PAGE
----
Posts Tagged ‘procedures’

7 Tips for Getting Paid

May 17th, 2013

Not getting paid by clients or customers is one of the most frustrating aspects of running a small business. But when not getting paid impacts your small business’s cash flow, it’s one of the most dangerous, too. What small business owner hasn’t worried about getting paid at some point? Whether it’s the number of customers that are running past due accounts, or the client who seems to be reluctant to pay for completed work, having proactive policies in place that anticipate these eventualities is your best defense.

Here are seven ways to make sure you get paid for the goods and services you sell.

1. Don’t extend credit automatically to new customers/clients.
Small businesses, just like large businesses, need to have credit policies in place that provide guidelines for determining which customers or clients will be extended credit and on what terms.

It may be your business’s policy, for instance, to never accept personal checks as payment, only company checks, debit cards, credit cards or cash.

If you are considering extending credit beyond that point to individual clients or customers, you should have a procedure set up where the customer or client has to fill out a credit application and/or do a customer credit check. The fee for a credit report can seem expensive depending upon how detailed the report is, but it’s definitely money well spent if it prevents you from not getting paid for that big sale.

2. Take partial payment in advance.
If it’s sensible in terms of the price of the goods or services, ask for a deposit or retainer up front. This is an increasingly common business practice for higher-ticket items and services; no reasonable customer should be offended by such a request.

For instance, if you provide services, you might charge a percentage of the projected bill or a set amount as a retainer before you start work on a project with the remainder due on completion of the task. Or break the bill into thirds, asking for a third before work starts, a third halfway through the project and a third upon completion.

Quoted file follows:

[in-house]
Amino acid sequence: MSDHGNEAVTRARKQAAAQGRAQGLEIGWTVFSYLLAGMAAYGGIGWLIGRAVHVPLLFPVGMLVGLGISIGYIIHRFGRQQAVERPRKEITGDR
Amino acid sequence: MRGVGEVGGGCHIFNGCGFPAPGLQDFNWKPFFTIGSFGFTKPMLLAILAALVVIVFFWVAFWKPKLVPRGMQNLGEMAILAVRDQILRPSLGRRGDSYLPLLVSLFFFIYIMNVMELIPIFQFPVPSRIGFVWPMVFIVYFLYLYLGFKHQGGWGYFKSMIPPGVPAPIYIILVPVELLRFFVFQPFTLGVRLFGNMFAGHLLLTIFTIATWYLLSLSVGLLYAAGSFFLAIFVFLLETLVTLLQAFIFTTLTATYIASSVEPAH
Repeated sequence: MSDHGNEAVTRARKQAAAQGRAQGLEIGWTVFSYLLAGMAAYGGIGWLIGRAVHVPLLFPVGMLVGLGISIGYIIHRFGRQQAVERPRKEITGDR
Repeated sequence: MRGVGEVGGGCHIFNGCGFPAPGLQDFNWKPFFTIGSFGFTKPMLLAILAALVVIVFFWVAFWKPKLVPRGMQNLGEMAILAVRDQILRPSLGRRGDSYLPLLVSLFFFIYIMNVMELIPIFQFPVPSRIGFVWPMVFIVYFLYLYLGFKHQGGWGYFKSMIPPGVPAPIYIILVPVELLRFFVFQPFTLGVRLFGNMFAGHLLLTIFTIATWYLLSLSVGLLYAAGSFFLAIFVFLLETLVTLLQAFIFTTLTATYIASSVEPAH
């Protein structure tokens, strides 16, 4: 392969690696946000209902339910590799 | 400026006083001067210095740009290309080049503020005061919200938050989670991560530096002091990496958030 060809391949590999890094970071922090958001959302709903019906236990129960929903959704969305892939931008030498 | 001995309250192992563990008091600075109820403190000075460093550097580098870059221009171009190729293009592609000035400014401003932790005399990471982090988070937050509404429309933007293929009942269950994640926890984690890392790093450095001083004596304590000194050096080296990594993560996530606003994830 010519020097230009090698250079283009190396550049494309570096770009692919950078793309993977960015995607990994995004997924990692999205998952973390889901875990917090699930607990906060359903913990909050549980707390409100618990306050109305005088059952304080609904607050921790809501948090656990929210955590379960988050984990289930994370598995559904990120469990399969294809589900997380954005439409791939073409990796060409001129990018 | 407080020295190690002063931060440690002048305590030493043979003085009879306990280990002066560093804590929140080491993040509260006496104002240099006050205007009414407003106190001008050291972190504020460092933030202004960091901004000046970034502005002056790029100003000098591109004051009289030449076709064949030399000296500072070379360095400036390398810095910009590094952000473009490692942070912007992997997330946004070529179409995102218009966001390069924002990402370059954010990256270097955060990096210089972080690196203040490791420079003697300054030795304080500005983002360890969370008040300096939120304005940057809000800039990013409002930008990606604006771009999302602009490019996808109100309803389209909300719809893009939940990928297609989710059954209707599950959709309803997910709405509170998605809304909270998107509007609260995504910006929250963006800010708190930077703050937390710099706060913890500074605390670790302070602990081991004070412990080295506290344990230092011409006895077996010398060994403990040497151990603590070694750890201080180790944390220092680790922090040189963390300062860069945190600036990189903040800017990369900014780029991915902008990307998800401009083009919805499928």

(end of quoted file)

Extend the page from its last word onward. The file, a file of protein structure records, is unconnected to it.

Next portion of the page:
The beauty of partial payment is that it ensures that you get paid something even if the customer or client defaults on the rest of the bill.

3. Invoice promptly.
This seems like a no-brainer but many businesses are slow to invoice their clients. And by establishing the degree of urgency with their own example, why should anyone be in any hurry to pay them?

Customer/client invoices should be prepared and presented immediately upon delivery of the goods or services, or as soon as reasonably possible. Not doing so can make your business look indifferent to getting paid and slow down your cash flow for no reason. Waiting to prepare your invoices at the end of the month, for example, you may be adding as many as thirty extra days to your cash flow conversion period. QuickBooks software and Point of Sale systems make quick invoicing easy.

4. State payment terms visibly and clearly.
If you want to get paid promptly, don’t leave it up to the customer or client to decide when your invoice should be paid. Rather than giving them invoices that say vague things such as “Payable upon receipt”, make sure your invoices state specific payment terms, such as “Payable within 30 days” or “Due Date: ____________”. Your invoices should encourage prompt action on the part of your customer.

5. Reward customers for paying promptly.